Home of the Strange is Young the Giant’s newest addition, and with many of the band members having a wide variety of cultural backgrounds between them (Indian, British, Italian/Jewish, Persian and Montrealer to be exact), it’s no wonder they have created an album that explores the borders between the different places you belong to, adapting to different ways of life and creating your own path.
The indie pop-rock band’s lead singer, Sameer Gadhia, grew up in California while his parents had migrated over from India. So beyond growing up in California, he still has a “lot of ties to India and that heritage and the tradition and the philosophy, cultural practices.” The idea of having multiple identities and being able to not only balance but be able to embrace them unapologetically is one that runs through Home Of The Strange.
Third album in, and with the folksy story-telling of Bastille and the hypnotic beats of The Temper Trap, Young the Giant has compiled a mixed pile of lush acoustic (Titus Was Born, Art Exhibit) and beat driven songs (Elsewhere, Silvertongue), all with an underscore of depth.
Amerika opens with an echoey intro before gliding into low synths and tumbling vocals that talk of belonging, (“I was searching for something as I watched you run/I was sad when you said that you never really wanted some”) specifically of being a first generation American, but it can also translate into other situations of multi-dimensionalism in who you are, where you live and how you define yourself within that contrast. Gahdia has been quoted saying “I think, you know, the second that you feel like you may or may not belong to the place that you call home, the rug gets pulled under you and you realize that you’re different. And I think a lot of young people have their issues with this..”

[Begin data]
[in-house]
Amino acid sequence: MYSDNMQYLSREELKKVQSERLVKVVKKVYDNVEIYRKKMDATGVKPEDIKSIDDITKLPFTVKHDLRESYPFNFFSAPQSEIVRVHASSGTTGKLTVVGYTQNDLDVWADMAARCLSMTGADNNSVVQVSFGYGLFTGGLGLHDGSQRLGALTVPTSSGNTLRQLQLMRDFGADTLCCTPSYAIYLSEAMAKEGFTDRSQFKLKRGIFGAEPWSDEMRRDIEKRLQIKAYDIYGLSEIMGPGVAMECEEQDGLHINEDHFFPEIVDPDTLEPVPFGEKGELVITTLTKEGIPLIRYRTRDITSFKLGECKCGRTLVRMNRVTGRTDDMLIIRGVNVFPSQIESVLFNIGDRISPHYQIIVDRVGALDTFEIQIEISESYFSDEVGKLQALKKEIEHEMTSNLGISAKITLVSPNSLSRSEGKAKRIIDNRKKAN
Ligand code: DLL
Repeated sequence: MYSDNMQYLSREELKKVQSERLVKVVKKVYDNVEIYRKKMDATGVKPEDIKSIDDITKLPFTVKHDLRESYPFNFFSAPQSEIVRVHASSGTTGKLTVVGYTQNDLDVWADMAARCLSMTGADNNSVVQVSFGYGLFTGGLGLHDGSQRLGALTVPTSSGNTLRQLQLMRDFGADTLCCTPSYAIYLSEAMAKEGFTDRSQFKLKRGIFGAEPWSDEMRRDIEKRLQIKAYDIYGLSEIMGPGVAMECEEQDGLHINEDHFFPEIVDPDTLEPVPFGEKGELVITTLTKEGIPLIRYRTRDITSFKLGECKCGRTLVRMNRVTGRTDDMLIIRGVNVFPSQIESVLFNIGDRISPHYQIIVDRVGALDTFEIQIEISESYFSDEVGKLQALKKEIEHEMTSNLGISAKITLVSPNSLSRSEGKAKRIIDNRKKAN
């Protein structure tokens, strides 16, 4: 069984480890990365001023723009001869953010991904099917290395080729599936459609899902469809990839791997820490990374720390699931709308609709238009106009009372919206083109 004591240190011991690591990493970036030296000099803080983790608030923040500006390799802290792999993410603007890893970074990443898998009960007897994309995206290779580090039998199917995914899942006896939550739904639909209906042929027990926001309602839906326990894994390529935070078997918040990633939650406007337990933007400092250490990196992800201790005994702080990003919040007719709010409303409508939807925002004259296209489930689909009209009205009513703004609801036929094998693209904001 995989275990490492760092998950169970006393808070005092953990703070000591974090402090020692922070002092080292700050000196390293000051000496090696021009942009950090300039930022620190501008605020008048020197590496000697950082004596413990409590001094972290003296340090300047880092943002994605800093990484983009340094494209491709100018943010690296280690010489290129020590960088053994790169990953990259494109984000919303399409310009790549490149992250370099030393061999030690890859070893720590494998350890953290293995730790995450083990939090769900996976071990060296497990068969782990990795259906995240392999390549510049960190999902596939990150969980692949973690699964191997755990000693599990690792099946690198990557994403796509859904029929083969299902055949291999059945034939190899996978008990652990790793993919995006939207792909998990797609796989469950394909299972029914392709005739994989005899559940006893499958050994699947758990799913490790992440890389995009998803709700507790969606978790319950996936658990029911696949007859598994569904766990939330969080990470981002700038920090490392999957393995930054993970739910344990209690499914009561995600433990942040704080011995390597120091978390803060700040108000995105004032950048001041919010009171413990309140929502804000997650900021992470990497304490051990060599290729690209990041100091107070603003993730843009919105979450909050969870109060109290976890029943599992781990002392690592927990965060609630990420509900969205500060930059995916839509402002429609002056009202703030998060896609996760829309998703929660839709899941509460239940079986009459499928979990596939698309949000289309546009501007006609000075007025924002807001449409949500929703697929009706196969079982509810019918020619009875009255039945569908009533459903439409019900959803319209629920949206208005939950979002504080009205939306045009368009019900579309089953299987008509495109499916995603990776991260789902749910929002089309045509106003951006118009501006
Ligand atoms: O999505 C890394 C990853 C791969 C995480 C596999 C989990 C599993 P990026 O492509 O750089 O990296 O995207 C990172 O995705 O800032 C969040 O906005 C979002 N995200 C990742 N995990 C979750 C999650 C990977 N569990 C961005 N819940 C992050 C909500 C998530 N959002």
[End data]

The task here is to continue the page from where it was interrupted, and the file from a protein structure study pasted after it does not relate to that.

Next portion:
The height of dance-rock going on, on Home of the Strange, can be heard on the party track Silvertongue. With its bouncy bass and sporadic funk/big band effects, its oohs and ahhs, talk of “delirium”, being “addicted to madness” and fizzy guitars, it’s a track to watch out for, a track that would get a festival crowd going for certain. Makes sense seeing the band have “always been enthralled with a backbeat and being able to dance to something.”
But the band reveals they also have their “softer side”. Between the plucking acoustics of the fictional story of Titus Was Born and the backbeat and whirring sonics of closing title track, Home Of The Strange, there is also the mid-tempo, seductive, dim-the-lights, come hither of Elsewhere. It feels like a modern RnB sonic throwback of sorts. There is then the first single on Home of the Strange, Something To Believe In, which has such an interesting conversational quality, between the singer and presumably a God-like figure. Both trying to convince the other to have belief in them. Something To Believe In is just one of the various songs that showcases the band’s versatility in songwriting.
Talking about a book that partly inspired the track Amerika and the journey the boy in the book (he becomes a stowaway on a boat from Germany to America) takes, Gadhia says, “he’s really just at the end of the day trying to belong or find some sort of grounding where he can feel like he knows what’s going on.” And in our own ways, aren’t we all.